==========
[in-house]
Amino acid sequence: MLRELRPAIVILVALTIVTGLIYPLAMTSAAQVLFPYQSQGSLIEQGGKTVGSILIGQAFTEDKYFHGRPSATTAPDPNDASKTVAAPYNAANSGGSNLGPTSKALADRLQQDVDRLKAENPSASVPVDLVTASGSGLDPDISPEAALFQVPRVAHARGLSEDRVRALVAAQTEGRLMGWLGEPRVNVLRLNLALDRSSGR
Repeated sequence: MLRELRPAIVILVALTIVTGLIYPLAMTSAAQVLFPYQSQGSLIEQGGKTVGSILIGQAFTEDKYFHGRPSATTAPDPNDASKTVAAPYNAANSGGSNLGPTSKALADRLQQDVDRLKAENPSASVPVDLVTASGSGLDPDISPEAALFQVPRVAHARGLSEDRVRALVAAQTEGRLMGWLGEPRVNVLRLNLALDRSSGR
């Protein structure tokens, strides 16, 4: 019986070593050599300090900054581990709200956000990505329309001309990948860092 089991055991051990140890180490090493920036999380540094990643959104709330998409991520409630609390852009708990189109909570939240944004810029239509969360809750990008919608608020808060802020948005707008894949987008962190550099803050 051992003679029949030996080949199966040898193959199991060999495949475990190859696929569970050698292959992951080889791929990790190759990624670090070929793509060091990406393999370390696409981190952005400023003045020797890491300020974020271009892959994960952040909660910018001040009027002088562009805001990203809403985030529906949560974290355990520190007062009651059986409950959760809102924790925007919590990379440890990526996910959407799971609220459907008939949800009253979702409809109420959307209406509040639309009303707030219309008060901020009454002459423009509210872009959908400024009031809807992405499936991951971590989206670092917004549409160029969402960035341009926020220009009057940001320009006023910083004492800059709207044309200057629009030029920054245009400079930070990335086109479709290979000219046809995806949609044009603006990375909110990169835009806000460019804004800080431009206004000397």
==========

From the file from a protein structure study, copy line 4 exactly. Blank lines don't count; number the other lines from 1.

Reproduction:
């Protein structure tokens, strides 16, 4: 019986070593050599300090900054581990709200956000990505329309001309990948860092 089991055991051990140890180490090493920036999380540094990643959104709330998409991520409630609390852009708990189109909570939240944004810029239509969360809750990008919608608020808060802020948005707008894949987008962190550099803050 051992003679029949030996080949199966040898193959199991060999495949475990190859696929569970050698292959992951080889791929990790190759990624670090070929793509060091990406393999370390696409981190952005400023003045020797890491300020974020271009892959994960952040909660910018001040009027002088562009805001990203809403985030529906949560974290355990520190007062009651059986409950959760809102924790925007919590990379440890990526996910959407799971609220459907008939949800009253979702409809109420959307209406509040639309009303707030219309008060901020009454002459423009509210872009959908400024009031809807992405499936991951971590989206670092917004549409160029969402960035341009926020220009009057940001320009006023910083004492800059709207044309200057629009030029920054245009400079930070990335086109479709290979000219046809995806949609044009603006990375909110990169835009806000460019804004800080431009206004000397």